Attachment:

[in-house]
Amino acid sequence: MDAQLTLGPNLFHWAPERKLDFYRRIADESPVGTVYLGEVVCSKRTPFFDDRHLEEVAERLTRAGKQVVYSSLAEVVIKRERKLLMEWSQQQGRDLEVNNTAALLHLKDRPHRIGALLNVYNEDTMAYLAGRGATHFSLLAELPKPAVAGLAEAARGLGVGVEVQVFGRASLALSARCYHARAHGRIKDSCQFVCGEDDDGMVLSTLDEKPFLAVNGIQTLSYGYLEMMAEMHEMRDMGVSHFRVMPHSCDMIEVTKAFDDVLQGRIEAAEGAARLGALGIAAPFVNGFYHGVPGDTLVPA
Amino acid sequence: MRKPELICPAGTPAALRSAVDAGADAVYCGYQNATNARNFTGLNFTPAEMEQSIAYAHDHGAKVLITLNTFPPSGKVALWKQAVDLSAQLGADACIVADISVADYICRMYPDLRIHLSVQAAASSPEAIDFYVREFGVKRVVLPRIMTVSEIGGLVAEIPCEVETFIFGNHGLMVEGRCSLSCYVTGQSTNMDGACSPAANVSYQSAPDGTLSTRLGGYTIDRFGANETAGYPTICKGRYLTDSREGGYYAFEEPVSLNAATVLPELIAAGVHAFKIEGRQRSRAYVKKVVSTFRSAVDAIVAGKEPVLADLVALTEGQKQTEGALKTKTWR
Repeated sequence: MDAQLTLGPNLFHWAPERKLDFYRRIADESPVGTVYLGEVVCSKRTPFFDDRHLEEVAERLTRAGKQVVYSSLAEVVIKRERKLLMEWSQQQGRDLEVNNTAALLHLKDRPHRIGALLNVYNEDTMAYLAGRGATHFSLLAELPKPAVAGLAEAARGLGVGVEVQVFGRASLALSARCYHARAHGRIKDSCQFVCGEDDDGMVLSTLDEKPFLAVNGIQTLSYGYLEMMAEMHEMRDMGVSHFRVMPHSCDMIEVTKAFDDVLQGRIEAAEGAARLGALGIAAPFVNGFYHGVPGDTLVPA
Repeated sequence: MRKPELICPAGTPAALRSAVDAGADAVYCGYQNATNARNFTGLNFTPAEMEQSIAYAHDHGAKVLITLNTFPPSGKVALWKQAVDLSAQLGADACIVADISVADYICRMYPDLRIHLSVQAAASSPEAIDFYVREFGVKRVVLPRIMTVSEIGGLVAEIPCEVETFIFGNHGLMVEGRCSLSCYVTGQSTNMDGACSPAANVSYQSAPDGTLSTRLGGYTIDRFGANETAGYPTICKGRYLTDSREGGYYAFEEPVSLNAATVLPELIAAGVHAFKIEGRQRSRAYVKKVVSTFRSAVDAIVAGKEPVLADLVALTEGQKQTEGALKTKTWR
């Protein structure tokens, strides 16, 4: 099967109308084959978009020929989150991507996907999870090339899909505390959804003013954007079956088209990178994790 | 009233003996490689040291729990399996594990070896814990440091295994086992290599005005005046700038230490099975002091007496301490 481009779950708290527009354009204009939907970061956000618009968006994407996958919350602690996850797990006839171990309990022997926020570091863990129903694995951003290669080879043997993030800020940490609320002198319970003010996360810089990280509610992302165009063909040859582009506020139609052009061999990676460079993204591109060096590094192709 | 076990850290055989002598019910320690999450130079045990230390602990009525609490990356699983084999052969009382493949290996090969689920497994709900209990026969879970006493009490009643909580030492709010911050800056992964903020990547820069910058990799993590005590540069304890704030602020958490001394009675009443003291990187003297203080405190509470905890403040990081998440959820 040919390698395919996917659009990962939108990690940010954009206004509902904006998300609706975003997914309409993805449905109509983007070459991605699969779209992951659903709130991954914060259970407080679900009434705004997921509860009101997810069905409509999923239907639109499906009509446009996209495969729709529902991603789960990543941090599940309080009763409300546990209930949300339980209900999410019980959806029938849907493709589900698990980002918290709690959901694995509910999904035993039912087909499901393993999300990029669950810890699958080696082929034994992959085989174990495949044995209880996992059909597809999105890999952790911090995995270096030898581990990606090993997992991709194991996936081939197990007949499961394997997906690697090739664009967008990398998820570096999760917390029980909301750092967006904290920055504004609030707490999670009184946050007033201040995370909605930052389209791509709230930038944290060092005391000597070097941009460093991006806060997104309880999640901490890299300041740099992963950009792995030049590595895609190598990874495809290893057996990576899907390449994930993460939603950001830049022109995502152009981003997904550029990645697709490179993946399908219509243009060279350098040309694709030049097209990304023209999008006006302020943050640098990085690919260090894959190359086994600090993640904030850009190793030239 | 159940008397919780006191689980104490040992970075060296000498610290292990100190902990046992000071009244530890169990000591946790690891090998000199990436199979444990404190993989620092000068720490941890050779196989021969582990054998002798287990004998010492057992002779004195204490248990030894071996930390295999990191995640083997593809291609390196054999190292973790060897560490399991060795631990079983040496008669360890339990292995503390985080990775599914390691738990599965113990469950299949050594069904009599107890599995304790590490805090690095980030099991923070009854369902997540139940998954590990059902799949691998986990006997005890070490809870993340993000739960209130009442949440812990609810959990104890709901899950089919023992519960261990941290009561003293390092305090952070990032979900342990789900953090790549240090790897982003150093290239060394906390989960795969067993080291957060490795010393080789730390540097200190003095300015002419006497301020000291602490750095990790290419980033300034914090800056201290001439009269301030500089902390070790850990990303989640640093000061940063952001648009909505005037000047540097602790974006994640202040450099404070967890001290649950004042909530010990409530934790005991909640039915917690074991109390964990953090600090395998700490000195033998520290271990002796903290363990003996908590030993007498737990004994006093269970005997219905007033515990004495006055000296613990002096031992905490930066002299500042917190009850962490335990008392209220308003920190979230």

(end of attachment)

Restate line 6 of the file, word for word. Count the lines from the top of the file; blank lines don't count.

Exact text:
């Protein structure tokens, strides 16, 4: 099967109308084959978009020929989150991507996907999870090339899909505390959804003013954007079956088209990178994790 | 009233003996490689040291729990399996594990070896814990440091295994086992290599005005005046700038230490099975002091007496301490 481009779950708290527009354009204009939907970061956000618009968006994407996958919350602690996850797990006839171990309990022997926020570091863990129903694995951003290669080879043997993030800020940490609320002198319970003010996360810089990280509610992302165009063909040859582009506020139609052009061999990676460079993204591109060096590094192709 | 076990850290055989002598019910320690999450130079045990230390602990009525609490990356699983084999052969009382493949290996090969689920497994709900209990026969879970006493009490009643909580030492709010911050800056992964903020990547820069910058990799993590005590540069304890704030602020958490001394009675009443003291990187003297203080405190509470905890403040990081998440959820 040919390698395919996917659009990962939108990690940010954009206004509902904006998300609706975003997914309409993805449905109509983007070459991605699969779209992951659903709130991954914060259970407080679900009434705004997921509860009101997810069905409509999923239907639109499906009509446009996209495969729709529902991603789960990543941090599940309080009763409300546990209930949300339980209900999410019980959806029938849907493709589900698990980002918290709690959901694995509910999904035993039912087909499901393993999300990029669950810890699958080696082929034994992959085989174990495949044995209880996992059909597809999105890999952790911090995995270096030898581990990606090993997992991709194991996936081939197990007949499961394997997906690697090739664009967008990398998820570096999760917390029980909301750092967006904290920055504004609030707490999670009184946050007033201040995370909605930052389209791509709230930038944290060092005391000597070097941009460093991006806060997104309880999640901490890299300041740099992963950009792995030049590595895609190598990874495809290893057996990576899907390449994930993460939603950001830049022109995502152009981003997904550029990645697709490179993946399908219509243009060279350098040309694709030049097209990304023209999008006006302020943050640098990085690919260090894959190359086994600090993640904030850009190793030239 | 159940008397919780006191689980104490040992970075060296000498610290292990100190902990046992000071009244530890169990000591946790690891090998000199990436199979444990404190993989620092000068720490941890050779196989021969582990054998002798287990004998010492057992002779004195204490248990030894071996930390295999990191995640083997593809291609390196054999190292973790060897560490399991060795631990079983040496008669360890339990292995503390985080990775599914390691738990599965113990469950299949050594069904009599107890599995304790590490805090690095980030099991923070009854369902997540139940998954590990059902799949691998986990006997005890070490809870993340993000739960209130009442949440812990609810959990104890709901899950089919023992519960261990941290009561003293390092305090952070990032979900342990789900953090790549240090790897982003150093290239060394906390989960795969067993080291957060490795010393080789730390540097200190003095300015002419006497301020000291602490750095990790290419980033300034914090800056201290001439009269301030500089902390070790850990990303989640640093000061940063952001648009909505005037000047540097602790974006994640202040450099404070967890001290649950004042909530010990409530934790005991909640039915917690074991109390964990953090600090395998700490000195033998520290271990002796903290363990003996908590030993007498737990004994006093269970005997219905007033515990004495006055000296613990002096031992905490930066002299500042917190009850962490335990008392209220308003920190979230």